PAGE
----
Waiting for food

BULAWAYO - Impatience among the hungry and food relief operations put on the back foot by a nearly three-month ban are complicating an already desperate situation as Zimbabwe barrels towards its peak food crisis, less than two months away.


The UN estimates that in the first quarter of 2009 more than 5.1
million people, nearly half the population, will require food
assistance, although many humanitarian workers privately fear the
extent of malnutrition may be deeper than first thought, a worrying
situation that has surfaced in the past few days after a severe funding
shortfall resulted in a cut in food rations to below the minimum
monthly requirement.

Preparations by food relief agencies for the impending crisis were
compromised by President Robert Mugabe’s ban on their operations – for
alleged political partisanship – as he fought for his political life
during a presidential run-off that he eventually won, although the high
levels of violence and intimidation made the international community
dismiss the poll as unfree and unfair.

The ban disrupted the vetting process of potential beneficiaries and
the delay in distributions are causing rising levels of frustration
among those in need of emergency food assistance.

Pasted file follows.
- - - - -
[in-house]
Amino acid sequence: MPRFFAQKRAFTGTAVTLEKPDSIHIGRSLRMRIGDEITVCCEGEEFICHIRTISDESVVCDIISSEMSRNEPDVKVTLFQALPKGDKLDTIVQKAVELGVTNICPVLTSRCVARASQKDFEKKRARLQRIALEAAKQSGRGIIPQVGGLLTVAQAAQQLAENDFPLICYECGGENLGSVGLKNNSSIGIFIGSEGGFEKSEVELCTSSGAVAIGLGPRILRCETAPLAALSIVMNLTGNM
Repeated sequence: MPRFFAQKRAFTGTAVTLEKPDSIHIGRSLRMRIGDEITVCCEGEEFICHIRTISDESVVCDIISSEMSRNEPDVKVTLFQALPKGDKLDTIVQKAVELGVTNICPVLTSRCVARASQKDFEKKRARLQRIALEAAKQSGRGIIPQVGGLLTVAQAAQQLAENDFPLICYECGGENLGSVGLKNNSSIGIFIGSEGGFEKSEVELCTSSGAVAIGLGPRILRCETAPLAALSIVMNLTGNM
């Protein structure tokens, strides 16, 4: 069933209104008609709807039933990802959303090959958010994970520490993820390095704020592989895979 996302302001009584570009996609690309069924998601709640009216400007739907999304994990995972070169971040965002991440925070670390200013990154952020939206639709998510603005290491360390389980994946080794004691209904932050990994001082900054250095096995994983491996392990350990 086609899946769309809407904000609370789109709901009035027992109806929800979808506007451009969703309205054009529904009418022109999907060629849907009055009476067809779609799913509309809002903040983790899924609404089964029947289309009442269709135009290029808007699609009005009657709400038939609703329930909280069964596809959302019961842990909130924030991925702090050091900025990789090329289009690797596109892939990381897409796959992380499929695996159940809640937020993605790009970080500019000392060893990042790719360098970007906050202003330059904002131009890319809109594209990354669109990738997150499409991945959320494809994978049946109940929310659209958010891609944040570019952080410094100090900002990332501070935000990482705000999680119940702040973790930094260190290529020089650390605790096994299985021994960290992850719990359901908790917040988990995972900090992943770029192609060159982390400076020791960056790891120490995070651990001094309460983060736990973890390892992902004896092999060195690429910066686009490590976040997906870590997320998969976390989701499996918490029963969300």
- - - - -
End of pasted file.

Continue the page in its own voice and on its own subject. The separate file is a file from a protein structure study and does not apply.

Effort Ncube, 54, whose extended family includes his four children,
eight grand-daughters and several other relatives, has survived on the
roots and wild fruits available in Matabeleland South Province for the
past four months.

"The donor agencies are taking long, and already, as it is, we are
facing death due to hunger, but some villages have benefited from food
donations. But we have been assured by the relief agencies that we will
be benefiting soon," he told IRIN.

Ncube’s family has borrowed relief food from people in the neighbouring
districts of Ntepe and Gwanda, who have received the reduced food
rations from World Vision, a Christian relief and development
non-governmental organisation (NGO).

"Once we get our rations then we will pay back what we got from the
neighbours, but the rations are taking too long to come," Ncube said.
World Vision is covering six of the seven districts in Matabeleland
South Province.

Making up for lost time


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